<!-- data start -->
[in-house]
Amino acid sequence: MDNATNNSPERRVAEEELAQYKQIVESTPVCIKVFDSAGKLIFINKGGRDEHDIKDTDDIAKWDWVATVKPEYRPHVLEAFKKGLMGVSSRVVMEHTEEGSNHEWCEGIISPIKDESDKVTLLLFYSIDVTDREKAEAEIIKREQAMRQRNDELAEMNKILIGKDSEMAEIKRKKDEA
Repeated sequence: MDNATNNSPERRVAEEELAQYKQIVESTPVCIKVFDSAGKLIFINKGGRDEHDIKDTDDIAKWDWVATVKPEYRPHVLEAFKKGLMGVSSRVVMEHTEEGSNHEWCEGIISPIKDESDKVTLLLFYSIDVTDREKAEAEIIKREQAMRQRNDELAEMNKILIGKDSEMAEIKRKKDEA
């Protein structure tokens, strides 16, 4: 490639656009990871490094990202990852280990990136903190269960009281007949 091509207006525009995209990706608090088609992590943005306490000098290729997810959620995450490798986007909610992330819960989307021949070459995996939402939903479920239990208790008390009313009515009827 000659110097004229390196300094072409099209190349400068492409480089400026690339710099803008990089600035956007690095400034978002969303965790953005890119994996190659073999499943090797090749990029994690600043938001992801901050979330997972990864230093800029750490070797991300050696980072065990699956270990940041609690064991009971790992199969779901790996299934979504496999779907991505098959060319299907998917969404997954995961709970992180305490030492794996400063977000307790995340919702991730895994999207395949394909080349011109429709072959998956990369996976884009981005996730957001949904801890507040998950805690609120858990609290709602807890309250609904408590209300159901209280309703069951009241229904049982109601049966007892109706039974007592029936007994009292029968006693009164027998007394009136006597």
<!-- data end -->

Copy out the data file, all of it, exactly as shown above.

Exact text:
[in-house]
Amino acid sequence: MDNATNNSPERRVAEEELAQYKQIVESTPVCIKVFDSAGKLIFINKGGRDEHDIKDTDDIAKWDWVATVKPEYRPHVLEAFKKGLMGVSSRVVMEHTEEGSNHEWCEGIISPIKDESDKVTLLLFYSIDVTDREKAEAEIIKREQAMRQRNDELAEMNKILIGKDSEMAEIKRKKDEA
Repeated sequence: MDNATNNSPERRVAEEELAQYKQIVESTPVCIKVFDSAGKLIFINKGGRDEHDIKDTDDIAKWDWVATVKPEYRPHVLEAFKKGLMGVSSRVVMEHTEEGSNHEWCEGIISPIKDESDKVTLLLFYSIDVTDREKAEAEIIKREQAMRQRNDELAEMNKILIGKDSEMAEIKRKKDEA
């Protein structure tokens, strides 16, 4: 490639656009990871490094990202990852280990990136903190269960009281007949 091509207006525009995209990706608090088609992590943005306490000098290729997810959620995450490798986007909610992330819960989307021949070459995996939402939903479920239990208790008390009313009515009827 000659110097004229390196300094072409099209190349400068492409480089400026690339710099803008990089600035956007690095400034978002969303965790953005890119994996190659073999499943090797090749990029994690600043938001992801901050979330997972990864230093800029750490070797991300050696980072065990699956270990940041609690064991009971790992199969779901790996299934979504496999779907991505098959060319299907998917969404997954995961709970992180305490030492794996400063977000307790995340919702991730895994999207395949394909080349011109429709072959998956990369996976884009981005996730957001949904801890507040998950805690609120858990609290709602807890309250609904408590209300159901209280309703069951009241229904049982109601049966007892109706039974007592029936007994009292029968006693009164027998007394009136006597």